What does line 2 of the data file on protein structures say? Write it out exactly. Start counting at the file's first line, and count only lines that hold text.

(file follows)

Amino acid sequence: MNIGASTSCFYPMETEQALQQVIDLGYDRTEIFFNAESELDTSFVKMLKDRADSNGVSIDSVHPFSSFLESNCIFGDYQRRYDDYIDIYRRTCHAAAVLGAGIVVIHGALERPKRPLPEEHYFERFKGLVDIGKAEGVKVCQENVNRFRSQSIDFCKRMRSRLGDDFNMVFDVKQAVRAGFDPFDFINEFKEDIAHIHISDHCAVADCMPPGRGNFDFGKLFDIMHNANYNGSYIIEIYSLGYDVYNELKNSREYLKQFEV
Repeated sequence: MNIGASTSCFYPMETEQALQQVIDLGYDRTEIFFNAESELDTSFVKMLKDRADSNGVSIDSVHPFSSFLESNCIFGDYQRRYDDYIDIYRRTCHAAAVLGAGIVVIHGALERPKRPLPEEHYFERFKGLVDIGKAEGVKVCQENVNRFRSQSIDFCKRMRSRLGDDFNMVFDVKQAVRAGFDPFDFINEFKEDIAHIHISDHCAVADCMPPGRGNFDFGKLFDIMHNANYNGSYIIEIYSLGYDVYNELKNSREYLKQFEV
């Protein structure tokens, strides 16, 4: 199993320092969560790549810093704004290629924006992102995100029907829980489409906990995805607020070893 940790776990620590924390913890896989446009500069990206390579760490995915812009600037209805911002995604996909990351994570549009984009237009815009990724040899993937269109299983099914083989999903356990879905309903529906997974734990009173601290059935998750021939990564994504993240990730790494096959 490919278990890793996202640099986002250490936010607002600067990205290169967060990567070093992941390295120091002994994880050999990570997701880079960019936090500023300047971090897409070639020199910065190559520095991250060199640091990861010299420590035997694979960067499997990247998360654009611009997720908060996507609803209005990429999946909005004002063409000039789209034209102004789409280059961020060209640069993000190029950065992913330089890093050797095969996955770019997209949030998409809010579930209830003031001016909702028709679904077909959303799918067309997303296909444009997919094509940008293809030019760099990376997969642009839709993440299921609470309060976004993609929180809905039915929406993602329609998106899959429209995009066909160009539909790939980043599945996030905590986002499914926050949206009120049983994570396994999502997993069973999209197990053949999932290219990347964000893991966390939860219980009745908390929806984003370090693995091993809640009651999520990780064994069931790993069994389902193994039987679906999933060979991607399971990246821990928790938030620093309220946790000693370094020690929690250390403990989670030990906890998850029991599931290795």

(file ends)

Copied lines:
Repeated sequence: MNIGASTSCFYPMETEQALQQVIDLGYDRTEIFFNAESELDTSFVKMLKDRADSNGVSIDSVHPFSSFLESNCIFGDYQRRYDDYIDIYRRTCHAAAVLGAGIVVIHGALERPKRPLPEEHYFERFKGLVDIGKAEGVKVCQENVNRFRSQSIDFCKRMRSRLGDDFNMVFDVKQAVRAGFDPFDFINEFKEDIAHIHISDHCAVADCMPPGRGNFDFGKLFDIMHNANYNGSYIIEIYSLGYDVYNELKNSREYLKQFEV